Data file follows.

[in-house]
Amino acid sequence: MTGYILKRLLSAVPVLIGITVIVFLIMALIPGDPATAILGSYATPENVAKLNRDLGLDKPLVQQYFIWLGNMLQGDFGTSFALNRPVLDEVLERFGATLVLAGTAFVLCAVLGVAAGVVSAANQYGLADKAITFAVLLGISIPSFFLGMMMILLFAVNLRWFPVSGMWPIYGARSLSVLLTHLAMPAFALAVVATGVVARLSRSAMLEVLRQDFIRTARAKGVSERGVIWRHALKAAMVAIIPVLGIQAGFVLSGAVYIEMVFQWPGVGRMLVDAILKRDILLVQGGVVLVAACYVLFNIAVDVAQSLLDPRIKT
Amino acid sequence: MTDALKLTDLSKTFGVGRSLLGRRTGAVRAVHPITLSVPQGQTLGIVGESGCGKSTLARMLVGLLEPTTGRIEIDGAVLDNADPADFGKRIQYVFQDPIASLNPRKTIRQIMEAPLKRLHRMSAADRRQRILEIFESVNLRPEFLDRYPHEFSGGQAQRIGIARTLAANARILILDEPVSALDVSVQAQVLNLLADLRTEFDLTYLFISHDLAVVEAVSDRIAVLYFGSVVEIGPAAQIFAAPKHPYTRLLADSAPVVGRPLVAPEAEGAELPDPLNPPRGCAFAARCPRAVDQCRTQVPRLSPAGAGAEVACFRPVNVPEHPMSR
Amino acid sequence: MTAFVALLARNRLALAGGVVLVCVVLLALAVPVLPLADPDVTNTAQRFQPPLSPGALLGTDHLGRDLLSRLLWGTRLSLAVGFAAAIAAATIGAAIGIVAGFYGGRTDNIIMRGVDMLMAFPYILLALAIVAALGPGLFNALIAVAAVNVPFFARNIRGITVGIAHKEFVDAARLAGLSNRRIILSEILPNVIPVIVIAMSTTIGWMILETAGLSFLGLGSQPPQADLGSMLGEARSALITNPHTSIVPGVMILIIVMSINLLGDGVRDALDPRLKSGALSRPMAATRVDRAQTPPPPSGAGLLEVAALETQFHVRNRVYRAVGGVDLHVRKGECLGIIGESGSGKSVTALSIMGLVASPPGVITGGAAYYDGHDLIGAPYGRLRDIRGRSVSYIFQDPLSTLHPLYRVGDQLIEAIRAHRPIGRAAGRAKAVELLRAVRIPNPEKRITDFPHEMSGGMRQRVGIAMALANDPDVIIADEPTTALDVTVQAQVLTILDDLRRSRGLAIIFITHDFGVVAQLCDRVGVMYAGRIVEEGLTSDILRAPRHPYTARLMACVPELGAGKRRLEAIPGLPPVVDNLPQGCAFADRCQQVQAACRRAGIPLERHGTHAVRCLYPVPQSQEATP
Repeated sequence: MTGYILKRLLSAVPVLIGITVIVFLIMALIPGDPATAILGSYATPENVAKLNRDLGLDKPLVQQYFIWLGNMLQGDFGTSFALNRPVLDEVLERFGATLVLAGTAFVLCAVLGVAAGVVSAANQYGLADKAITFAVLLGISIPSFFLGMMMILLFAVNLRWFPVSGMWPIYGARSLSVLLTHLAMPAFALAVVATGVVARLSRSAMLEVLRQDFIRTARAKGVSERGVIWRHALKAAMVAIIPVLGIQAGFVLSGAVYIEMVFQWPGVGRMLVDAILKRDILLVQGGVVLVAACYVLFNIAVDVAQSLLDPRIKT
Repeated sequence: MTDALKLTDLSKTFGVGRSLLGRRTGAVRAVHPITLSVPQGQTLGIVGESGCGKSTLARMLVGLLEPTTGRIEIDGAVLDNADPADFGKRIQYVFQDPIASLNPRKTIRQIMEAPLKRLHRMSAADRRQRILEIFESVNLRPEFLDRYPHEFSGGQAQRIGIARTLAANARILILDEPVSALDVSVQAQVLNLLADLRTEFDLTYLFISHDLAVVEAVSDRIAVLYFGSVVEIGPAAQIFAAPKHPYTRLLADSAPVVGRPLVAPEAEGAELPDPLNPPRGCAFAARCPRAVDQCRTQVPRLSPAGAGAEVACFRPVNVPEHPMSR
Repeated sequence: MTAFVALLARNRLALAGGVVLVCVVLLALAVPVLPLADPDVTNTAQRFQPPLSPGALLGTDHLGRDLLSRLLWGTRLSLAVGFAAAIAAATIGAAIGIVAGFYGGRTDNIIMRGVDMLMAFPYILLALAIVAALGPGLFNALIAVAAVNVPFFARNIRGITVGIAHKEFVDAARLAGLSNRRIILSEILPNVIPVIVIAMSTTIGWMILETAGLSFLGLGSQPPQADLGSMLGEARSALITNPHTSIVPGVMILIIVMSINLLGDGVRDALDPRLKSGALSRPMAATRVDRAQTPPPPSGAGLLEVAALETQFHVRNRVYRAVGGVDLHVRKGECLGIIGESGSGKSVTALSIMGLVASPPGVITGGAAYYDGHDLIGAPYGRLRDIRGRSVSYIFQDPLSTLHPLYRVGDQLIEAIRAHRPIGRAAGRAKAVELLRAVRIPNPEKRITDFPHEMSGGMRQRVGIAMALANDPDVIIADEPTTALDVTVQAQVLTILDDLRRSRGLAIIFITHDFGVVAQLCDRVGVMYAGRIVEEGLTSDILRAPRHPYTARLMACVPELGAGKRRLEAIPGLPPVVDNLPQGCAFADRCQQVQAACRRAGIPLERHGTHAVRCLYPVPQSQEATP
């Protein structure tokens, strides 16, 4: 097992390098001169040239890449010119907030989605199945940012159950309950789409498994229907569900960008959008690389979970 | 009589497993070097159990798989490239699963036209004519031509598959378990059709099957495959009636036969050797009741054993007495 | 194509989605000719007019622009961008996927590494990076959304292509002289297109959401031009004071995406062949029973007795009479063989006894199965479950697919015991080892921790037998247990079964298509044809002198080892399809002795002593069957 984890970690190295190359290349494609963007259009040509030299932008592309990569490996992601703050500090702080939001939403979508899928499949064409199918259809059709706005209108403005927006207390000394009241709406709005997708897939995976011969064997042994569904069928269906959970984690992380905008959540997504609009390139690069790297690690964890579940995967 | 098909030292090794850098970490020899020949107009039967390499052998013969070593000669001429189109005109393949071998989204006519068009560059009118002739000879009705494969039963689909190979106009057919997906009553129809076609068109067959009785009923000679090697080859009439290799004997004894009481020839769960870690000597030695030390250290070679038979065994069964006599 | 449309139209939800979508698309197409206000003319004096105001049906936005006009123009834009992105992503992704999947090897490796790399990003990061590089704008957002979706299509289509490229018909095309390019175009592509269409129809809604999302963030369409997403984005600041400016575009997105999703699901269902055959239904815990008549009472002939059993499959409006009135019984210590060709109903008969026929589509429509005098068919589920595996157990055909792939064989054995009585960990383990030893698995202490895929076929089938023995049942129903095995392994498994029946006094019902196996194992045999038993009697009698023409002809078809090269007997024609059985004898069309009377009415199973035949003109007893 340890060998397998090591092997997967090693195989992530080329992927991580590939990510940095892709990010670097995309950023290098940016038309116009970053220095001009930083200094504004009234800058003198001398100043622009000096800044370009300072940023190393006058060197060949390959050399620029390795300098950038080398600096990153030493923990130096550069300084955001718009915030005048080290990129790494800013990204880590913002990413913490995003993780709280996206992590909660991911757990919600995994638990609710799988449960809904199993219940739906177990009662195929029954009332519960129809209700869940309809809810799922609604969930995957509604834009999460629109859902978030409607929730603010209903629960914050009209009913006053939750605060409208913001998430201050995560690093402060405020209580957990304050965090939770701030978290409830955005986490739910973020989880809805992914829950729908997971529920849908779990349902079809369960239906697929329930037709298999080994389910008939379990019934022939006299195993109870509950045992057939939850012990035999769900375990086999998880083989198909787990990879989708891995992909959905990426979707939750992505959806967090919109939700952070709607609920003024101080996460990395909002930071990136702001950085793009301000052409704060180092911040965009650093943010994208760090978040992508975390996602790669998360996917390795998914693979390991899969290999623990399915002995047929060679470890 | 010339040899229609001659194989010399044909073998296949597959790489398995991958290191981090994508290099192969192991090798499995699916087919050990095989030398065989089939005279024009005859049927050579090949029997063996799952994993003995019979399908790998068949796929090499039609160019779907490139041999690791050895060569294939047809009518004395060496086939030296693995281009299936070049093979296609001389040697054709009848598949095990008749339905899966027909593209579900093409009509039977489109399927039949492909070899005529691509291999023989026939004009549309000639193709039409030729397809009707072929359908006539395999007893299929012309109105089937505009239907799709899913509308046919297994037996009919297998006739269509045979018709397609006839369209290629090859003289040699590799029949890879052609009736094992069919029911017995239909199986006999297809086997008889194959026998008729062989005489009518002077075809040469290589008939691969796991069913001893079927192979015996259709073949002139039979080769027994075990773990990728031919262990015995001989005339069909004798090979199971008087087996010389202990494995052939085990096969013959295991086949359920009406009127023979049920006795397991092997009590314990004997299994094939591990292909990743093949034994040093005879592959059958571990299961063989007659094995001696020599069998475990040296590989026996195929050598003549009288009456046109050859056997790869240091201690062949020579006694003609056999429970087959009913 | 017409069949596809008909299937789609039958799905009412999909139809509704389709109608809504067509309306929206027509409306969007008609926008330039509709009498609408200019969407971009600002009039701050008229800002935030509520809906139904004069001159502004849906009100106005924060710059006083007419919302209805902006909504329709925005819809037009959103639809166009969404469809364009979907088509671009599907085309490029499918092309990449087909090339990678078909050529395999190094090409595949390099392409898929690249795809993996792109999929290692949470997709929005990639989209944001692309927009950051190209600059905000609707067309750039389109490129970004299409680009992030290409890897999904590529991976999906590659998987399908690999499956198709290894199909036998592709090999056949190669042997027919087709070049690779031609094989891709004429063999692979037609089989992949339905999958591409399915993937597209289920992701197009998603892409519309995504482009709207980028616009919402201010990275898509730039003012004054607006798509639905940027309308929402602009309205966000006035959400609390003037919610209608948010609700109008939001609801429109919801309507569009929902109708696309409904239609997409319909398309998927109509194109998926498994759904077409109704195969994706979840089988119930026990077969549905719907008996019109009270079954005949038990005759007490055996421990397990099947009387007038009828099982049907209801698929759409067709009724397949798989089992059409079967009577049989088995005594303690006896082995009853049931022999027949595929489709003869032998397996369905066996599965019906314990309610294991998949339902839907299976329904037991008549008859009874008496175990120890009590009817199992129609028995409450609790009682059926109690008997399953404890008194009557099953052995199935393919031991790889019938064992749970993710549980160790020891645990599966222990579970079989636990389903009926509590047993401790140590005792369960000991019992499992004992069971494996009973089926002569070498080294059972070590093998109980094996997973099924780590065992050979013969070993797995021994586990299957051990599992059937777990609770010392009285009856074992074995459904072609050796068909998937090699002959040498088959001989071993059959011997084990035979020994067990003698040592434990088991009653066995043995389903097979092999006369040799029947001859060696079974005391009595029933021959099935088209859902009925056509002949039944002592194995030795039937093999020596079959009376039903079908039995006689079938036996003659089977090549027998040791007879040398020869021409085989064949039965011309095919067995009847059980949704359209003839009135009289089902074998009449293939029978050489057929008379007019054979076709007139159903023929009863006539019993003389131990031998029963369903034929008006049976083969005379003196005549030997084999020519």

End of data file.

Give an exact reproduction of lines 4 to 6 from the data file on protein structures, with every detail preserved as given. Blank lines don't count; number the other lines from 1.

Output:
Amino acid sequence: MTAFVALLARNRLALAGGVVLVCVVLLALAVPVLPLADPDVTNTAQRFQPPLSPGALLGTDHLGRDLLSRLLWGTRLSLAVGFAAAIAAATIGAAIGIVAGFYGGRTDNIIMRGVDMLMAFPYILLALAIVAALGPGLFNALIAVAAVNVPFFARNIRGITVGIAHKEFVDAARLAGLSNRRIILSEILPNVIPVIVIAMSTTIGWMILETAGLSFLGLGSQPPQADLGSMLGEARSALITNPHTSIVPGVMILIIVMSINLLGDGVRDALDPRLKSGALSRPMAATRVDRAQTPPPPSGAGLLEVAALETQFHVRNRVYRAVGGVDLHVRKGECLGIIGESGSGKSVTALSIMGLVASPPGVITGGAAYYDGHDLIGAPYGRLRDIRGRSVSYIFQDPLSTLHPLYRVGDQLIEAIRAHRPIGRAAGRAKAVELLRAVRIPNPEKRITDFPHEMSGGMRQRVGIAMALANDPDVIIADEPTTALDVTVQAQVLTILDDLRRSRGLAIIFITHDFGVVAQLCDRVGVMYAGRIVEEGLTSDILRAPRHPYTARLMACVPELGAGKRRLEAIPGLPPVVDNLPQGCAFADRCQQVQAACRRAGIPLERHGTHAVRCLYPVPQSQEATP
Repeated sequence: MTGYILKRLLSAVPVLIGITVIVFLIMALIPGDPATAILGSYATPENVAKLNRDLGLDKPLVQQYFIWLGNMLQGDFGTSFALNRPVLDEVLERFGATLVLAGTAFVLCAVLGVAAGVVSAANQYGLADKAITFAVLLGISIPSFFLGMMMILLFAVNLRWFPVSGMWPIYGARSLSVLLTHLAMPAFALAVVATGVVARLSRSAMLEVLRQDFIRTARAKGVSERGVIWRHALKAAMVAIIPVLGIQAGFVLSGAVYIEMVFQWPGVGRMLVDAILKRDILLVQGGVVLVAACYVLFNIAVDVAQSLLDPRIKT
Repeated sequence: MTDALKLTDLSKTFGVGRSLLGRRTGAVRAVHPITLSVPQGQTLGIVGESGCGKSTLARMLVGLLEPTTGRIEIDGAVLDNADPADFGKRIQYVFQDPIASLNPRKTIRQIMEAPLKRLHRMSAADRRQRILEIFESVNLRPEFLDRYPHEFSGGQAQRIGIARTLAANARILILDEPVSALDVSVQAQVLNLLADLRTEFDLTYLFISHDLAVVEAVSDRIAVLYFGSVVEIGPAAQIFAAPKHPYTRLLADSAPVVGRPLVAPEAEGAELPDPLNPPRGCAFAARCPRAVDQCRTQVPRLSPAGAGAEVACFRPVNVPEHPMSR